Can A Car Battery Freeze?

Winter weather puts a lot of stress and strain on cars, and in particular the car’s battery. Cold weather can make it harder for you to start your car because it reduces the battery’s output and also increases the amount of power required to start the car. In addition, cold weather reduces a battery’s capacity to hold charge, and also tends to increase the amount of demand we put on the battery through the need for windscreen wipers, lights, and heaters. Together, all of those things are a horrible combination.

Why do car batteries freeze?

Car batteries freeze because they contain liquid. That liquid isn’t just water – so a car battery isn’t going to just freeze when the temperature hits zero, but it is still a liquid. Most batteries won’t freeze until somewhere between -30 degrees F or minus 50 degrees F. A battery that is not fully charged could freeze at a warmer temperature, and a battery that is flooded could freeze at a warm temperature too.

How do car batteries freeze?

Car batteries contain a mixture of sulphuric acid and distilled water. If, for whatever reason, the mixture separates, the distilled water could freeze. A battery that has been damaged in very hot temperatures may be more susceptible to freezing like this.

Is a car battery still good if it freezes?

If a car battery freezes, then there is a high chance that it is irreparably damaged. It is possible that it could be salvaged, but you will need to be careful if you are going to try. When the water in the battery freezes, it expands – and that could push the plates inside the battery together, causing them to short. In addition, the expansion of the water can put pressure on the case, causing it to split.

It is possible to thaw out a frozen battery, and that might be enough to resurrect it, but you should do this carefully. In many cases, it’s wiser to simply replace the battery.

What temperature do car batteries freeze at?

The freezing temperature of a car battery depends on the chemical makeup of the battery and how much charge it has. In theory, a fully charged battery should not freeze until -76 degrees F. A battery that is completely discharged will freeze around – 30 degrees F.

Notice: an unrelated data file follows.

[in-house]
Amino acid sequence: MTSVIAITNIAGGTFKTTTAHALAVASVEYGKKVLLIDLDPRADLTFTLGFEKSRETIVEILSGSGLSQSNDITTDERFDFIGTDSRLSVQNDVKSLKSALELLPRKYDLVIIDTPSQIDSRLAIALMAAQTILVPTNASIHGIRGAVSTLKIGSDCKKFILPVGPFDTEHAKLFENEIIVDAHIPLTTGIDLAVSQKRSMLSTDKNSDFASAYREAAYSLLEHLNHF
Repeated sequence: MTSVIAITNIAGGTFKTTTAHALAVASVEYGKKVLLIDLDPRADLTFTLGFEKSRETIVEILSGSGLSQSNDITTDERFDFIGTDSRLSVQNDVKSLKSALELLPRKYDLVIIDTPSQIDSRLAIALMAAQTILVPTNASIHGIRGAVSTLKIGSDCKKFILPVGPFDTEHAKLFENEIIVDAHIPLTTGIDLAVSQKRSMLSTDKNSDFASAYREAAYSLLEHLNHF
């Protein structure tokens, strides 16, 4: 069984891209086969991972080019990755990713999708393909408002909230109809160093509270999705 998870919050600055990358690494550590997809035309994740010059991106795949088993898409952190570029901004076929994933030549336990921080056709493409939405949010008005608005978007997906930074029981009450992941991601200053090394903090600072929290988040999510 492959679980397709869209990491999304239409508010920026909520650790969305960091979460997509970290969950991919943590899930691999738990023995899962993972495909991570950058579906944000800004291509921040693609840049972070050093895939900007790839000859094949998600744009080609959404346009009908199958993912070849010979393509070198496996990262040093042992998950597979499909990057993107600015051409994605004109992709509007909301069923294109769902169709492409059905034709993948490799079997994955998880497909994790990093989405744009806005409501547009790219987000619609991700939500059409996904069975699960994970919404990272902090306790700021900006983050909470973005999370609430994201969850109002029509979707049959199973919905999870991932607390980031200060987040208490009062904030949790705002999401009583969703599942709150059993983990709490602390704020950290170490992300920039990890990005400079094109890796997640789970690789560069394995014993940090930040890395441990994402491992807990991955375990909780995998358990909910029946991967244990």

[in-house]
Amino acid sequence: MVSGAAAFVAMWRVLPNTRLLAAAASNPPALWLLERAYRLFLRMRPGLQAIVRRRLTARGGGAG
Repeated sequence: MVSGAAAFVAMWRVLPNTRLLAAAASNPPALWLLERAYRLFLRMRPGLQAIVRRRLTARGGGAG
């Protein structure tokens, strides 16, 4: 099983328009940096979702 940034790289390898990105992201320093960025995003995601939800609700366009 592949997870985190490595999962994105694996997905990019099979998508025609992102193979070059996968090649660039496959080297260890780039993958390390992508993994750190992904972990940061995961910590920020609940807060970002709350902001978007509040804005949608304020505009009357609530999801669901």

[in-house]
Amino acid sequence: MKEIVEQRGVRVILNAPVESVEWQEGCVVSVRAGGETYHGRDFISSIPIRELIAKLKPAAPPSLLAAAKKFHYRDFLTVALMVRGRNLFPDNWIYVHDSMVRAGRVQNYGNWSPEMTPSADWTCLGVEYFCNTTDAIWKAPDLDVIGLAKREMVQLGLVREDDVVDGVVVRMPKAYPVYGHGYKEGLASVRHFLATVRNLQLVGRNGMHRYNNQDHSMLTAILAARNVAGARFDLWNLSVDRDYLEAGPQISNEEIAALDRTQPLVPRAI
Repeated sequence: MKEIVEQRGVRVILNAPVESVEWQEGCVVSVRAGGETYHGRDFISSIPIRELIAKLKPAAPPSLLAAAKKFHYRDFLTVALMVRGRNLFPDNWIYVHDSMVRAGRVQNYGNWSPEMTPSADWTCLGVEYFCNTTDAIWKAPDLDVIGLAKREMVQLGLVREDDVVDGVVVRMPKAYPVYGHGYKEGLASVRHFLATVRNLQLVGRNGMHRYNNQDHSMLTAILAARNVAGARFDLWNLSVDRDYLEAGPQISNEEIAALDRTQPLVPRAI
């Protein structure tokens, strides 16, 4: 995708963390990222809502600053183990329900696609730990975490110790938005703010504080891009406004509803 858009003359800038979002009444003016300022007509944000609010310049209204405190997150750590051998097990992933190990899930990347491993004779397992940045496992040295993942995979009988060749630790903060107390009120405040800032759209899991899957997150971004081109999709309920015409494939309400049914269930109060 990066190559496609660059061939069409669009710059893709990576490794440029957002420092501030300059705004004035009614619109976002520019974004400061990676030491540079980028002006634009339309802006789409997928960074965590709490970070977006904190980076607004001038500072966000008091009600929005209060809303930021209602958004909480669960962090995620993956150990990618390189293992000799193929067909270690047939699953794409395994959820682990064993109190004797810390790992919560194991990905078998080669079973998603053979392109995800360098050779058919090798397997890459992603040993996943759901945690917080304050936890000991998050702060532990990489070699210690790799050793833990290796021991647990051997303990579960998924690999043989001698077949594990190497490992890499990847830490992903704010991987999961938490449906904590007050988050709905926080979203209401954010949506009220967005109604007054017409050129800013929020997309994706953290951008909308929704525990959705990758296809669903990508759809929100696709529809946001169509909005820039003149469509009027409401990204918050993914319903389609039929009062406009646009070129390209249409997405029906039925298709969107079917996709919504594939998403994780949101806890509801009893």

It’s almost impossible to keep a car battery fully charged at all times. Cold weather actually reduces a battery’s ability to hold charge in the first place. This means that in the winter your batteries are going to be more susceptible to freezing.

Modern batteries are billed as being ‘maintenance free’ and this means that we tend to forget when they were last charged, or even cared for at all. Failure to notice warning signs such as a slow clock, dim headlights, or difficulty starting the car could lead to the battery’s charge becoming incredibly low – and therefore increasing the risk of the battery becoming frozen.

How to unfreeze a car battery?

If a car battery freezes, then it is not a good idea to keep using it, instead:

  • Perform a visual inspection of the case. If you notice that there are cracks in the case, it is very likely that the case is damaged beyond repair. Have an expert come out and take a look at it.
  • If the case appears un-damaged, remove the battery from the car and leave it in a warmer, safe spot.
  • Let the battery thaw out naturally. Do not attempt to heat the battery in any way.
  • When the battery has thawed out fully, re-install it in the vehicle. If the battery works well enough to power your lights, then take some time to re-charge the battery, because the freezing process will probably have significantly discharged it.
  • If the battery does not power the lights, have an expert inspect the battery and test it. Don’t try to recharge a battery that has been frozen, and is completely dead, yourself.

How to start a car with a frozen battery

You cannot start a car with a frozen battery, because a frozen battery no-longer works as a battery at all. When a battery is simply “flat”, you can jump-start the car, and then the engine’s power will slowly recharge the battery. Your car’s engine needs a battery in the circuit for it to keep running, and a frozen battery can’t do that job.

So, if you have a car with a frozen battery, you will need to replace that battery (at least temporarily) to get the car to run. Even a discharged battery will suffice if you just need to get the car jump-started so you can get it to the garage. You can try to thaw the frozen battery out if it is not irreparably damaged, and it may be possible to salvage the frozen battery for use at a later date. However, if a battery is in such a poor condition that it was possible for it to freeze, and you don’t live in an area where the weather is consistently exceptionally cold, you should consider replacing the battery as soon as possible.

Car batteries should be handled with care. Do not try to thaw out a battery using heaters, and do not try to use a battery that is leaking or showing visible signs of damage. If you have any doubts, call out a qualified mechanic to have a look at your car for you.

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